How Motherhood Made me a Different Person

When I went back to work after having my first baby, I remember walking in that first day feeling as if I was a completely different person.  Truthfully it scared me because I didn’t want to be a different person. Everyone treated me as the same person, but I felt like I was lying to everyone. I knew I had a new title-Mom and I had been through a pregnancy, child birth, labor, delivery, clogged milk ducts, catching infant poop in my bare hand, cried literally over spilled milk, breastfeeding, sleepless nights etc. but that shouldn’t mean I was that different…right?   I wanted to be the same Sabra I always was, I craved for that person, sad to have lost someone I was with my whole life overnight.   Only to become someone new, someone I had wanted for as long as I could remember, but I didn’t know how to be both of these people. So many questions raced through my mind-Would my husband notice that I wasn’t the same person?  How would it affect our relationship? Is this normal? Does anyone else notice I am totally different? What’s wrong with me?

How could I maintain both identities at the same time? It was a constant struggle to be the person everyone (myself included) was expecting me to be and the person I had become.  The person who wanted to crawl into bed at 7 p.m. after we got the baby down, who would rather get up at 5 a.m. with my baby than stay up partying till 2 a.m., but all I wanted to do was be alone, yet that was such a lonely place.  I wanted to be the person I was, plus super mom, a career woman, the mom other moms were jealous of because I “had it all together” (insert sacrastic laugh here).  

When I was on maternity leave with my first born I would wake up each day and think “what the heck am I going to do all day with her”.  I kept trying to do/be what I thought I was supposed to be. Instead of enjoying the time with her, I would stress out about doing stuff and making sure I did everything “right”.  I remember being less than a week postpartum, wearing a pad bigger than my daughters newborn diapers and making a full dinner for my husband. I was so proud of myself to make such a healthy, balanced meal for us right after having a baby!  2 years later I kicked myself in the butt for doing that. Who was I trying to impress?! I was only competing with myself.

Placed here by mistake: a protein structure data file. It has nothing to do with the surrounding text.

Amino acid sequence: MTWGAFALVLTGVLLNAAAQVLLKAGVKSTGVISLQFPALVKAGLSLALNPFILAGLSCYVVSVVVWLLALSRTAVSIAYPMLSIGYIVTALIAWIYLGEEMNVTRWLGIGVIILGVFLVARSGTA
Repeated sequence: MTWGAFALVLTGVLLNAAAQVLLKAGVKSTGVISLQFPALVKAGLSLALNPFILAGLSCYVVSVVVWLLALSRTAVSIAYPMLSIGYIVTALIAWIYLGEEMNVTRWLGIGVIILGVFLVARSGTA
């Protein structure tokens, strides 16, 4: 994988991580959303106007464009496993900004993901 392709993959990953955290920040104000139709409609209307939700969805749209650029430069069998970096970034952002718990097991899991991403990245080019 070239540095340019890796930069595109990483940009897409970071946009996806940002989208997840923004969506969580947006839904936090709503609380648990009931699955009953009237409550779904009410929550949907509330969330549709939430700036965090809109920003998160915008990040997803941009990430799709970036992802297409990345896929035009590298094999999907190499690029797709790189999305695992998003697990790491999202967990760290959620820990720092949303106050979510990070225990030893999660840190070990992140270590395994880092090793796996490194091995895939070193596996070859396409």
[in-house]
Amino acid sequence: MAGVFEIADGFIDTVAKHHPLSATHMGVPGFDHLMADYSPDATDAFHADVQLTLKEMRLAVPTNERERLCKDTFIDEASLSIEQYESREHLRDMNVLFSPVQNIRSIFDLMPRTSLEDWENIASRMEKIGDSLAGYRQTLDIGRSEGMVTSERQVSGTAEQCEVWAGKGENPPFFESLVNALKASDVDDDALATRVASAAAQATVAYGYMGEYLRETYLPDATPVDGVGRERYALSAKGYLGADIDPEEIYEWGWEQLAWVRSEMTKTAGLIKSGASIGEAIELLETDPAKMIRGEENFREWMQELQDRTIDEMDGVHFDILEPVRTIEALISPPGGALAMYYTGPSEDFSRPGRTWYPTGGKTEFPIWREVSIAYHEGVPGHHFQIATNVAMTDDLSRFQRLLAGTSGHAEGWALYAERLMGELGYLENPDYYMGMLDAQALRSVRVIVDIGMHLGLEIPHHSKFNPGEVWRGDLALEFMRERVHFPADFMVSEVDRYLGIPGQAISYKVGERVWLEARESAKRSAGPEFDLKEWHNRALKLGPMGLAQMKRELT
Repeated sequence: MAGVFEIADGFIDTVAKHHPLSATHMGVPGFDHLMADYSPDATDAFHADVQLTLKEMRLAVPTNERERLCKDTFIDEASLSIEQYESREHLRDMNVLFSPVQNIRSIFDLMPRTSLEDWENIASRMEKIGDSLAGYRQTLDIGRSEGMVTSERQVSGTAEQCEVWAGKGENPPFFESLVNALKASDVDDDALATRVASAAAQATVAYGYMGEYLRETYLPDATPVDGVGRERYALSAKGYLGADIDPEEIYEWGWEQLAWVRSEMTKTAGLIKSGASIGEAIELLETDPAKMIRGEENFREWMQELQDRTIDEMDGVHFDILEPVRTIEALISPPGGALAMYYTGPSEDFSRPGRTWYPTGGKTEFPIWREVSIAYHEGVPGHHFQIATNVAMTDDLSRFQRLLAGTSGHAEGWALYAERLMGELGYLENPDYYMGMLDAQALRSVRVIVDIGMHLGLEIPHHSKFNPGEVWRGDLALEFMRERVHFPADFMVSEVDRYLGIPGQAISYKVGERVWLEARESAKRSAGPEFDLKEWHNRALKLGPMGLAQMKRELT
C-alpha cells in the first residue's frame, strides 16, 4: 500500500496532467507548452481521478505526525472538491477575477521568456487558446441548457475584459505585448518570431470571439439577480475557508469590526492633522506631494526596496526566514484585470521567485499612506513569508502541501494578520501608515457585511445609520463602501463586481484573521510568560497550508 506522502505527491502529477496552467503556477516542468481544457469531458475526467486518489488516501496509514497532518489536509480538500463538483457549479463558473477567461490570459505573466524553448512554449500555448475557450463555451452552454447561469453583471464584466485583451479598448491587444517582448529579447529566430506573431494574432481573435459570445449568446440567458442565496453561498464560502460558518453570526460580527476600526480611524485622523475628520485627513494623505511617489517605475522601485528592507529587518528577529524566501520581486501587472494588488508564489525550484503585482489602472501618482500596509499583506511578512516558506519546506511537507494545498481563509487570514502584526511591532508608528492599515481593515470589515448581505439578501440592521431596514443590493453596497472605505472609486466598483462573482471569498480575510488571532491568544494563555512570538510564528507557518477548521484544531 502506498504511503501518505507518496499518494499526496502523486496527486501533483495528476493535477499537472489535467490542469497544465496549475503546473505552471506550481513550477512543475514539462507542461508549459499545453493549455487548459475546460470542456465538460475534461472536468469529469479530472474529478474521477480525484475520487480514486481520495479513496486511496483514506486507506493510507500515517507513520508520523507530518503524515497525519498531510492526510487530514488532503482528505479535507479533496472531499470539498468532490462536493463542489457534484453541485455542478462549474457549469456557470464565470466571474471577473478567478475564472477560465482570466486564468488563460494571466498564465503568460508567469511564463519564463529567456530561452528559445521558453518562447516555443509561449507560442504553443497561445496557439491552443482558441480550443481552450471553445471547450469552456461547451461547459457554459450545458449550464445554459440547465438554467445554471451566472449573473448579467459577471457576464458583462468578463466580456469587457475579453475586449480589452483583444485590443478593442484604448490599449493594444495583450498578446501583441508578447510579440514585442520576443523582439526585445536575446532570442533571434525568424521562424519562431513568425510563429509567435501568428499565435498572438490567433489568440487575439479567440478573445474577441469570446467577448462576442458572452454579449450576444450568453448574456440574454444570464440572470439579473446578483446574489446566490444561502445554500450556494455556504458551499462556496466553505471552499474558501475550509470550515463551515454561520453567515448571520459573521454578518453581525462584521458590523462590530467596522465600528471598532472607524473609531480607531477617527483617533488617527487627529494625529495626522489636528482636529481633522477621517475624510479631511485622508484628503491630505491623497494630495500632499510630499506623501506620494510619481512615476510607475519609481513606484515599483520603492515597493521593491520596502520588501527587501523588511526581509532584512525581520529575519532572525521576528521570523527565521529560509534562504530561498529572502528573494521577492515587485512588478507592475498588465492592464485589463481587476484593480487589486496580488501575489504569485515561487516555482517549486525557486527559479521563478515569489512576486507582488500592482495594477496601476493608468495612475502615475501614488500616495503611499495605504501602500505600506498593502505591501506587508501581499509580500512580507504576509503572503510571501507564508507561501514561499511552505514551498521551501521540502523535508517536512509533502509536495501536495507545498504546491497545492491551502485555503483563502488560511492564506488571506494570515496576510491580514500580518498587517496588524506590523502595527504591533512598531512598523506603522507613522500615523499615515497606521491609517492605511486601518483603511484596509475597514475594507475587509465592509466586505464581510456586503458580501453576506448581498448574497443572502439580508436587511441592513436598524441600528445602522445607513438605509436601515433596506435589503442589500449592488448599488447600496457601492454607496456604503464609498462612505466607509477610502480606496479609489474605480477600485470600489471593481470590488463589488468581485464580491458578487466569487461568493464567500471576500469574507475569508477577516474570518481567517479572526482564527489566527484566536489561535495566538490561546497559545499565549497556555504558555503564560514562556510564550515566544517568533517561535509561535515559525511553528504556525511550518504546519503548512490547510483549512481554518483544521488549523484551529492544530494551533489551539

And then I had my second baby and I held her ALL DAY long when I wanted (and could).  I soaked up every single minute of her being a sleepy newborn and me doing nothing but take care of her and myself.  It was blissfully short, but so magical to have that time with her. Once she shifted into longer awake periods, I knew that precious time had passed, but I enjoyed it!  From then on I have tried to enjoy every moment, easier said than done, but I recognize it all passes to quickly and I am supposed to be the person who does nothing but hold her baby and enjoy her at times.  Now, I understand why people keep having babies, there is something so precious about a newborn, it doesn’t compare to anything in this world! To be able to enjoy the most innocent, sweetest little being (twice!), is one of the greatest gifts I have been given in my life. 

I had been fighting myself for so long to accept who I had become and thought I wanted to be, that I missed out on enjoying so much of motherhood at first.  The saddest part is, I didn’t fully realize this till my second was born. Fast forward 2.5 years later after the birth of my second child and I FINALLY accepted myself as this “new” person.  I stopped mourning the loss of my former self and embraced this beautiful mom who recognized that I can’t “do it all”. I didn’t want to do it all anymore, I just wanted to be what myself and my family needs and that’s what really matters.  That doesn’t mean I don’t have huge goals and desires, if anything I have bigger goals and desires now than I ever have in my life. I finally have the clarity I wish I had a decade ago, when I thought I knew what tired and busy was.  

I am exactly who I was supposed to be all along.  Becoming a mother didn’t change me into a different person, it made me the person I was meant to be. 

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